¶ 23 The majority recognizes the rule and its reason, but it limits such credibility evidence to cases where a victim recants. Because the victim here did not recant any testimony, it argues, the trial court erred by admitting evidence of the defendant's prior domestic violence convictions under ER 404(b). But, while the victim did not recant prior statements, her testimony on the stand did minimize the violence of the interaction she had with the defendant. The majority does not explain why it sees a difference in the dynamics of domestic violence between these two situations, nor do I see one.
¶ 24 Indeed, in Grant, the opinion from which Magers's reasoning derives, the victim did not recant. Instead, the Grant court admitted evidence of prior assaults by the defendant to explain the dynamics of domestic violence and the seemingly inconsistent conduct on the part of the victim. As the court there explained:
As is reflected in the present case, victims of domestic violence often attempt to placate their abusers in an effort to avoid repeated violence, and often minimize the degree of violence when discussing it with others. The Grants' history of domestic violence thus explained why Ms. Grant permitted Grant to see her despite the no-contact order, and why she minimized the degree of violence when she contacted Grant's defense counsel after receiving a letter from Grant, sent from jail. Ms. Grant's credibility was a central issue at trial. The jury was entitled to evaluate her credibility with full knowledge of the dynamics of a relationship marked by domestic violence and the effect such a relationship has on the victim.
Grant, 83 Wn.App. at 107–08 (footnote omitted).
¶ 25 In this case there was a domestic violence no contact order prohibiting the defendant from contacting the victim and her child. Despite the no contact order, the victim and her mother arranged for the defendant to pick up the child at the mother's home. A “scuffle” broke out, and the mother called the police. Before the police arrived, the defendant drove away with the victim and the child. The mother, who tried to stop the defendant, was dragged about 75 feet. As she saw the defendant drive away, the victim's mother saw the defendant hit the victim. At trial, the victim said that she calmly entered the defendant's truck and drove away. The trial court allowed evidence of the defendant's prior assaultive behavior toward the victim to assist the jury in evaluating the victim's testimony, and the jury was instructed as to the limited purpose of the testimony.
¶ 26 The fact that patterns of domestic violence often instill a fear of retaliation in the victim if she testifies about the incident accurately to the jury applies equally to explain a victim who downplays the incident in the first instance as it does to one who recants prior testimony. The policy that this court adopted in Magers does not support limiting its application to instances of explicit recantation. Evidence of a history of domestic violence between the victim and the defendant leading to the defendant's prior conviction would certainly contextualize the victim's testimony in a helpful way for the jury, regardless of whether the victim recants or only minimizes.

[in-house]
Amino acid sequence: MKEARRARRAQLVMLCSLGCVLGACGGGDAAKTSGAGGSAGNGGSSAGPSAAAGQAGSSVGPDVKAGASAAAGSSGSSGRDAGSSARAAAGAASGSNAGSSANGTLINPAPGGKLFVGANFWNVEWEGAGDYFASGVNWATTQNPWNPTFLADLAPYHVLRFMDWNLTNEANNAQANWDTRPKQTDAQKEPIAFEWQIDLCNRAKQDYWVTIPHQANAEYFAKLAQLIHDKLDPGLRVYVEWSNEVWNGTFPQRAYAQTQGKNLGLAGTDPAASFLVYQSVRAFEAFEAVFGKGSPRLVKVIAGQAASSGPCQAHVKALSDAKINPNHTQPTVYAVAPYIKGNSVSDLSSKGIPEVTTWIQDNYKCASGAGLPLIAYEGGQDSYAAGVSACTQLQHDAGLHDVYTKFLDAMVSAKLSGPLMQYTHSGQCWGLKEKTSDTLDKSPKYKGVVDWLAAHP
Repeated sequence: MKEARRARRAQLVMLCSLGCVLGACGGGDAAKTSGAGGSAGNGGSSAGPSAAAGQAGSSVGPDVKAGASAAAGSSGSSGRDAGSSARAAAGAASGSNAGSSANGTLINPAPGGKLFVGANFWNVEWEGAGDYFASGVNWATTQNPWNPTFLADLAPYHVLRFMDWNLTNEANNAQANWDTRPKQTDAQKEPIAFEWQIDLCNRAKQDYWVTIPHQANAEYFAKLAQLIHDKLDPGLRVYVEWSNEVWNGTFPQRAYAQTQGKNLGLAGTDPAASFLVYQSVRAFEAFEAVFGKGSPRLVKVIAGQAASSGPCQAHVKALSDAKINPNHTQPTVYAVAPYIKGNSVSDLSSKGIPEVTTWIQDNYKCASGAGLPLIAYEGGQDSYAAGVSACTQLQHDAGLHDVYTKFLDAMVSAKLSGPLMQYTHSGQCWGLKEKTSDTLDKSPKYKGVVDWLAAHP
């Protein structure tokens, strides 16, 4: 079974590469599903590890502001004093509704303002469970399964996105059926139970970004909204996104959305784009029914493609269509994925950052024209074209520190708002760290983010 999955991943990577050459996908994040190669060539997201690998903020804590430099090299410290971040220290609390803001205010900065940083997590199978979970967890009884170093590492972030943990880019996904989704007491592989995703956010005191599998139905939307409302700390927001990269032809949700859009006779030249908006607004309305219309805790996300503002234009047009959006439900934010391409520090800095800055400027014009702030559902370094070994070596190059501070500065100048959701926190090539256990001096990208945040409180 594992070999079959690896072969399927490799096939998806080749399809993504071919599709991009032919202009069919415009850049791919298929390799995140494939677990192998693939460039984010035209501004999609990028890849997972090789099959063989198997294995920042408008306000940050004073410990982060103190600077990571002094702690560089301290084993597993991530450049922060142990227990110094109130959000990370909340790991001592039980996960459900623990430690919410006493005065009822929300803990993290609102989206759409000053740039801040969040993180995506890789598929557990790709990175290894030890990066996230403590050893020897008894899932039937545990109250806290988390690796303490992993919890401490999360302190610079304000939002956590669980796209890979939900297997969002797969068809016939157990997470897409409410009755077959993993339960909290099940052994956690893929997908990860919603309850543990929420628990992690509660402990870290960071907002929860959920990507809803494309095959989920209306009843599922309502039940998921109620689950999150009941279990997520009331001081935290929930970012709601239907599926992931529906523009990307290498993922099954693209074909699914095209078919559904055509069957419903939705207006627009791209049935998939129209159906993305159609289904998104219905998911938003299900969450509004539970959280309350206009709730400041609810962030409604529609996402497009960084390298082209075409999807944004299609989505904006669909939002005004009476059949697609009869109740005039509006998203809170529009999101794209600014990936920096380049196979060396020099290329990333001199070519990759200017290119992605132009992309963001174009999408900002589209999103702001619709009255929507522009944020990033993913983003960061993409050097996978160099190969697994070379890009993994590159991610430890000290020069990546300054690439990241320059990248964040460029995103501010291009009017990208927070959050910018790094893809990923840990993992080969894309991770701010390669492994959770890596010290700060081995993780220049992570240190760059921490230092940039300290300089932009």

¶ 27 A few years after our decision in Magers, the Court of Appeals in State v. Baker, 162 Wn.App. 468, 259 P.3d 270 (2011), rejected an argument similar to the one raised here: that there is a distinction between recanting victims and other victims of domestic violence. To the contrary, the court held that the rationale of contextualizing the relationship between the defendant and the victim by allowing the introduction of prior violent acts between the parties applied equally to explain the victim's testimony on the stand. Baker, the defendant there, sought review in this court, but we denied his petition. State v. Baker, 173 Wn.2d 1004, 268 P.3d 942 (2011).
¶ 28 Besides lacking a basis for distinguishing between recanting and nonrecanting victims, the majority's new limitation is also at odds with other evidence rules. Although the majority argues that my view is untethered to the rules of evidence, majority at 9 n. 3, it concedes that evidence of past domestic violence may be admissible if introduced through expert testimony. Majority at 10 n. 4. I am unfamiliar with this novel expert witness exception to ER 404(b). Far from being untethered to the rules, admitting the testimony in this case fits well within the rules that govern impeachment, which allow great latitude in exploring bias and interest that might affect testimony. Generally, parties may impeach their own witnesses in any otherwise permissible manner except where their primary purpose is to introduce otherwise inadmissible evidence. See State v. Lavaris, 106 Wn.2d 340, 721 P.2d 515 (1986); ER 607 (permitting parties to impeach their own witnesses). Bias is a common ground for impeachment and may be proved using direct examination, cross-examination, or extrinsic evidence. See Roger park & tom lininger, the new wigmore: a treatise on evidence: impeachment and rehabilitation § 6.1, at 243–46 (2012); State v. Whyde, 30 Wn.App. 162, 166, 632 P.2d 913 (1981) ( “Bias and interest are relevant to the credibility of a witness.”); United States v. Abel, 469 U.S. 45, 52, 105 S.Ct. 465, 83 L.Ed.2d 450 (1984) (“Proof of bias is almost always relevant because the jury, as finder of fact and weigher of credibility, has historically been entitled to assess all evidence which might bear on the accuracy and truth of a witness' testimony.”). A history of violence between the victim and the defendant would allow the jury to consider whether the victim fears the defendant and therefore may skew her testimony.